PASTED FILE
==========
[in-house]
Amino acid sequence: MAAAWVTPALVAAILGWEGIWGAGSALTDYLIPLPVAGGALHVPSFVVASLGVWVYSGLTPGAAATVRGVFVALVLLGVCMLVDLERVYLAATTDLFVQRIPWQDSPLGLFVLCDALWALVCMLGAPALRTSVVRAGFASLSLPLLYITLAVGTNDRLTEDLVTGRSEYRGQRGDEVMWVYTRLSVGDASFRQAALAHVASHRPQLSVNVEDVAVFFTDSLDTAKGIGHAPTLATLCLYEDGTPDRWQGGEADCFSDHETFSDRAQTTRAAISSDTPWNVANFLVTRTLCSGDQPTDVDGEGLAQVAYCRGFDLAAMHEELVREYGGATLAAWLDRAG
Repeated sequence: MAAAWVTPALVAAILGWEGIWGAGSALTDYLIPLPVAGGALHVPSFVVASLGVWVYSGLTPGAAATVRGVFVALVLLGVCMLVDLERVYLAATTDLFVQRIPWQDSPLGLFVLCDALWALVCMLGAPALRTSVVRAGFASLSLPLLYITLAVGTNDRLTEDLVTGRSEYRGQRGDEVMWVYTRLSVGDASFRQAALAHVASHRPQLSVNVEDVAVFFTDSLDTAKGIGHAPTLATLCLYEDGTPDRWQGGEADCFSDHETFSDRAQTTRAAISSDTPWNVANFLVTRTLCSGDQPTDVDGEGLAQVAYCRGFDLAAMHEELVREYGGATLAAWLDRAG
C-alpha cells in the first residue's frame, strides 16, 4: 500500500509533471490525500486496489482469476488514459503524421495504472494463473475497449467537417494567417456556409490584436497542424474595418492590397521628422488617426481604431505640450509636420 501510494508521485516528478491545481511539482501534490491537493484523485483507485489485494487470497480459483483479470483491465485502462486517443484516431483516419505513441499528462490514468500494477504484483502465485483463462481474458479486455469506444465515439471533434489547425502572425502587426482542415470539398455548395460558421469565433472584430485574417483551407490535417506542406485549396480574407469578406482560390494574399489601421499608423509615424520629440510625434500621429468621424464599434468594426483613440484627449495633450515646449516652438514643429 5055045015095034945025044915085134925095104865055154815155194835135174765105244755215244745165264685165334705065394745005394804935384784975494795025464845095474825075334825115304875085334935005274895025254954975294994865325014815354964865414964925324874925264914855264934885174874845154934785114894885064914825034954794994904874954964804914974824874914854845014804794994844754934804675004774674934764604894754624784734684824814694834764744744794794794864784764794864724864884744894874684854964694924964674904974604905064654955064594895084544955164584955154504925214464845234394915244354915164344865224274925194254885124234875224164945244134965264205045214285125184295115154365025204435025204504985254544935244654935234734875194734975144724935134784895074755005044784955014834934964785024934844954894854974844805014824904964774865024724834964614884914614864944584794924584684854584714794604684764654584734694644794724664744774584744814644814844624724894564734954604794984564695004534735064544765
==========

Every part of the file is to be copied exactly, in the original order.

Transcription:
[in-house]
Amino acid sequence: MAAAWVTPALVAAILGWEGIWGAGSALTDYLIPLPVAGGALHVPSFVVASLGVWVYSGLTPGAAATVRGVFVALVLLGVCMLVDLERVYLAATTDLFVQRIPWQDSPLGLFVLCDALWALVCMLGAPALRTSVVRAGFASLSLPLLYITLAVGTNDRLTEDLVTGRSEYRGQRGDEVMWVYTRLSVGDASFRQAALAHVASHRPQLSVNVEDVAVFFTDSLDTAKGIGHAPTLATLCLYEDGTPDRWQGGEADCFSDHETFSDRAQTTRAAISSDTPWNVANFLVTRTLCSGDQPTDVDGEGLAQVAYCRGFDLAAMHEELVREYGGATLAAWLDRAG
Repeated sequence: MAAAWVTPALVAAILGWEGIWGAGSALTDYLIPLPVAGGALHVPSFVVASLGVWVYSGLTPGAAATVRGVFVALVLLGVCMLVDLERVYLAATTDLFVQRIPWQDSPLGLFVLCDALWALVCMLGAPALRTSVVRAGFASLSLPLLYITLAVGTNDRLTEDLVTGRSEYRGQRGDEVMWVYTRLSVGDASFRQAALAHVASHRPQLSVNVEDVAVFFTDSLDTAKGIGHAPTLATLCLYEDGTPDRWQGGEADCFSDHETFSDRAQTTRAAISSDTPWNVANFLVTRTLCSGDQPTDVDGEGLAQVAYCRGFDLAAMHEELVREYGGATLAAWLDRAG
C-alpha cells in the first residue's frame, strides 16, 4: 500500500509533471490525500486496489482469476488514459503524421495504472494463473475497449467537417494567417456556409490584436497542424474595418492590397521628422488617426481604431505640450509636420 501510494508521485516528478491545481511539482501534490491537493484523485483507485489485494487470497480459483483479470483491465485502462486517443484516431483516419505513441499528462490514468500494477504484483502465485483463462481474458479486455469506444465515439471533434489547425502572425502587426482542415470539398455548395460558421469565433472584430485574417483551407490535417506542406485549396480574407469578406482560390494574399489601421499608423509615424520629440510625434500621429468621424464599434468594426483613440484627449495633450515646449516652438514643429 5055045015095034945025044915085134925095104865055154815155194835135174765105244755215244745165264685165334705065394745005394804935384784975494795025464845095474825075334825115304875085334935005274895025254954975294994865325014815354964865414964925324874925264914855264934885174874845154934785114894885064914825034954794994904874954964804914974824874914854845014804794994844754934804675004774674934764604894754624784734684824814694834764744744794794794864784764794864724864884744894874684854964694924964674904974604905064654955064594895084544955164584955154504925214464845234394915244354915164344865224274925194254885124234875224164945244134965264205045214285125184295115154365025204435025204504985254544935244654935234734875194734975144724935134784895074755005044784955014834934964785024934844954894854974844805014824904964774865024724834964614884914614864944584794924584684854584714794604684764654584734694644794724664744774584744814644814844624724894564734954604794984564695004534735064544765